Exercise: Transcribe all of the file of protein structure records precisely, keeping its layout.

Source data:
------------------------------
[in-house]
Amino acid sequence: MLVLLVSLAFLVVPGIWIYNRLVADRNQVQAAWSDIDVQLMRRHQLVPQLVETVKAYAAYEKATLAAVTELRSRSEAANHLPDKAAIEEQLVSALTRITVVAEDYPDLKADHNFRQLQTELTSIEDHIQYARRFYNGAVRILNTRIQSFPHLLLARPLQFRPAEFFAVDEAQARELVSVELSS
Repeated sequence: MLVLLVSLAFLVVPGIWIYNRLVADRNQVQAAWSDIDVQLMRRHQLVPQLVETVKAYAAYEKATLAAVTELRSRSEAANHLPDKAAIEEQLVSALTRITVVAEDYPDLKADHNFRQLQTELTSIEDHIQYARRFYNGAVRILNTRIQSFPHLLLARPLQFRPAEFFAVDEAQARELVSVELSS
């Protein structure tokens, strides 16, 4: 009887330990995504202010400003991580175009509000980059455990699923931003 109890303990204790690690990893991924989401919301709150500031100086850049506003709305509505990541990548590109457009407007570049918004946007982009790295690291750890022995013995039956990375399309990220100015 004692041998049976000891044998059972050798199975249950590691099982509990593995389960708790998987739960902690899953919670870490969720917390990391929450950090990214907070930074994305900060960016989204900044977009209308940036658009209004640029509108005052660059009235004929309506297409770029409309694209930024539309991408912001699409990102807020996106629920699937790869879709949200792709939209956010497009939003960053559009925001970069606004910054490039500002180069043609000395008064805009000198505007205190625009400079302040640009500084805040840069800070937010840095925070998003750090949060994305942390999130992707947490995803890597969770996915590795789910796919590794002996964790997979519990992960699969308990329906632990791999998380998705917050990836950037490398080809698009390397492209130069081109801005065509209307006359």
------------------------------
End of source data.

[in-house]
Amino acid sequence: MLVLLVSLAFLVVPGIWIYNRLVADRNQVQAAWSDIDVQLMRRHQLVPQLVETVKAYAAYEKATLAAVTELRSRSEAANHLPDKAAIEEQLVSALTRITVVAEDYPDLKADHNFRQLQTELTSIEDHIQYARRFYNGAVRILNTRIQSFPHLLLARPLQFRPAEFFAVDEAQARELVSVELSS
Repeated sequence: MLVLLVSLAFLVVPGIWIYNRLVADRNQVQAAWSDIDVQLMRRHQLVPQLVETVKAYAAYEKATLAAVTELRSRSEAANHLPDKAAIEEQLVSALTRITVVAEDYPDLKADHNFRQLQTELTSIEDHIQYARRFYNGAVRILNTRIQSFPHLLLARPLQFRPAEFFAVDEAQARELVSVELSS
């Protein structure tokens, strides 16, 4: 009887330990995504202010400003991580175009509000980059455990699923931003 109890303990204790690690990893991924989401919301709150500031100086850049506003709305509505990541990548590109457009407007570049918004946007982009790295690291750890022995013995039956990375399309990220100015 004692041998049976000891044998059972050798199975249950590691099982509990593995389960708790998987739960902690899953919670870490969720917390990391929450950090990214907070930074994305900060960016989204900044977009209308940036658009209004640029509108005052660059009235004929309506297409770029409309694209930024539309991408912001699409990102807020996106629920699937790869879709949200792709939209956010497009939003960053559009925001970069606004910054490039500002180069043609000395008064805009000198505007205190625009400079302040640009500084805040840069800070937010840095925070998003750090949060994305942390999130992707947490995803890597969770996915590795789910796919590794002996964790997979519990992960699969308990329906632990791999998380998705917050990836950037490398080809698009390397492209130069081109801005065509209307006359």